Onions Boiled

The white silver-skins are the best species. To boil them peel off the outside, cut off the ends, put them into cold water, and into a stewpan and let them scald two minutes; then turn off that water, pour on cold water salted a little, and boil slowly till tender, which will be in thirty or forty minutes, according to their size; when done drain them quite dry, pour a little melted butter over them, sprinkle them with pepper and salt and serve hot.

An excellent way to peel onions so as not to affect the eyes is to take a pan full of water and hold and peel them under the water.

Onions Stewed

Cook the same as boiled onions, and, when quite done, turn off all the water; add a teacupful of milk, a piece of butter the size of an egg, pepper and salt to taste, a tablespoonful of flour stirred to a cream; let all boil up once and serve in a vegetable dish hot.

Onions Baked

Use the large Spanish onion, as best for this purpose; wash them clean, but do not peel, and put into a saucepan with slightly salted water; boil an hour, replacing the water with more boiling hot as it evaporates; turn off the water and lay the onions on a cloth to dry them well; roll each one in a piece of buttered tissue paper, twisting it at the top to keep it on, and bake in a slow oven about an hour, or until tender all through; peel them; place in a deep dish and brown slightly, basting well with butter for fifteen minutes; season with salt and pepper and pour some melted butter over them.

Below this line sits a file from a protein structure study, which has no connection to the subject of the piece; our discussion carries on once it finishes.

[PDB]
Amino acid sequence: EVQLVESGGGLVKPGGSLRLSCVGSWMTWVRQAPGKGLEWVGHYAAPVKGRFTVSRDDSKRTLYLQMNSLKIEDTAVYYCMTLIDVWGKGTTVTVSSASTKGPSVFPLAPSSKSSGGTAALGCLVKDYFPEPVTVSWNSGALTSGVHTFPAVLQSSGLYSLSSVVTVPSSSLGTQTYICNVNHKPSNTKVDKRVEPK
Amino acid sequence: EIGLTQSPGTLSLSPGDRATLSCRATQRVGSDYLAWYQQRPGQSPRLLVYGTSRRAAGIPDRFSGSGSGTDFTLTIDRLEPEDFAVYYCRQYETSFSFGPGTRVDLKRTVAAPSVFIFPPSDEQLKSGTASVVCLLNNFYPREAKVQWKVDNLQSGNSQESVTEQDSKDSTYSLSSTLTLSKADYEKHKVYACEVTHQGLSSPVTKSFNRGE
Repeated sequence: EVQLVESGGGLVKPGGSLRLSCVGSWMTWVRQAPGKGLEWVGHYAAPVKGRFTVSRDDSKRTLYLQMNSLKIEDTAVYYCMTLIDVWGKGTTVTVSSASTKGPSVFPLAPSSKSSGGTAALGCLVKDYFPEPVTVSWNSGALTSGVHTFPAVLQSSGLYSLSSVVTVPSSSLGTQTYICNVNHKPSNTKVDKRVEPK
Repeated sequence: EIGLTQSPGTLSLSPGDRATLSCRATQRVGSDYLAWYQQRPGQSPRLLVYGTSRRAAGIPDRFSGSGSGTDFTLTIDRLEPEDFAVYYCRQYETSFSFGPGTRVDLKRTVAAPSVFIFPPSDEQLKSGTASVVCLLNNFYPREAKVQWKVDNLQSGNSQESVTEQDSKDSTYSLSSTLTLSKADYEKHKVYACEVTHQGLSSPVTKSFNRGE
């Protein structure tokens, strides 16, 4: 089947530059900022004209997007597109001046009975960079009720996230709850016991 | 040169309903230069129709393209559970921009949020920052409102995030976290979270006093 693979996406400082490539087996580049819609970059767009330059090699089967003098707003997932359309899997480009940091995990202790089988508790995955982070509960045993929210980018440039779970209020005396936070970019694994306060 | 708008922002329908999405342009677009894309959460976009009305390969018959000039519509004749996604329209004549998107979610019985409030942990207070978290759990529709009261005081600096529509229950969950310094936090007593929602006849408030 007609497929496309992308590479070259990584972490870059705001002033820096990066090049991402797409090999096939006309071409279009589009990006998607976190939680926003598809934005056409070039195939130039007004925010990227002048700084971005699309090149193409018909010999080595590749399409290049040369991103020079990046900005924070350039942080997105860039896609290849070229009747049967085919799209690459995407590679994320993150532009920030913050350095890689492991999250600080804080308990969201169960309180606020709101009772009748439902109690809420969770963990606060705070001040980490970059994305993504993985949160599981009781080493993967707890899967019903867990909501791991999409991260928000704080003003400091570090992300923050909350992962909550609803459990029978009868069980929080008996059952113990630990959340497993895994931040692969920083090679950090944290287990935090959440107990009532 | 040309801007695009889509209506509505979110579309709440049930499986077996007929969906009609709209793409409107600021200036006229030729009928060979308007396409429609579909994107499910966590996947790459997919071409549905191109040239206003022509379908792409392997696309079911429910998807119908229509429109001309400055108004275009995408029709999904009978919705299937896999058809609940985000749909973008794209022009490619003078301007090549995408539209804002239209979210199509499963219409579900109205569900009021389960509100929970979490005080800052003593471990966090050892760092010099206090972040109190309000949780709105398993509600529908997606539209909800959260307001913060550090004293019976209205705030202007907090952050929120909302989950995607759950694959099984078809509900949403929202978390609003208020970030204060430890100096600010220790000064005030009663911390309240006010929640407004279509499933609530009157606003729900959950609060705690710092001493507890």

Fried Onions

Peel, slice and fry them brown in equal quantities of butter and lard or nice drippings; cover until partly soft, remove the cover and brown them; salt and pepper.

Scalloped Onions

Take eight or ten onions of good size, slice them and boil until tender. Lay them in a baking-dish, put in bread crumbs, butter in small bits, pepper and salt, between each layer until the dish is full, putting bread crumbs last; add milk or cream until full. Bake twenty minutes or half an hour.

A little onion is not an injurious article of food, as many believe. A judicious use of plants of the onion family is quite as important a factor in successful cookery as salt and pepper. When carefully concealed by manipulation in food, it affords zest and enjoyment to many who could not otherwise taste of it were its presence known. A great many successful compounds derive their excellence from the partly concealed flavor of the onion, which imparts a delicate appetizing aroma highly prized by epicures.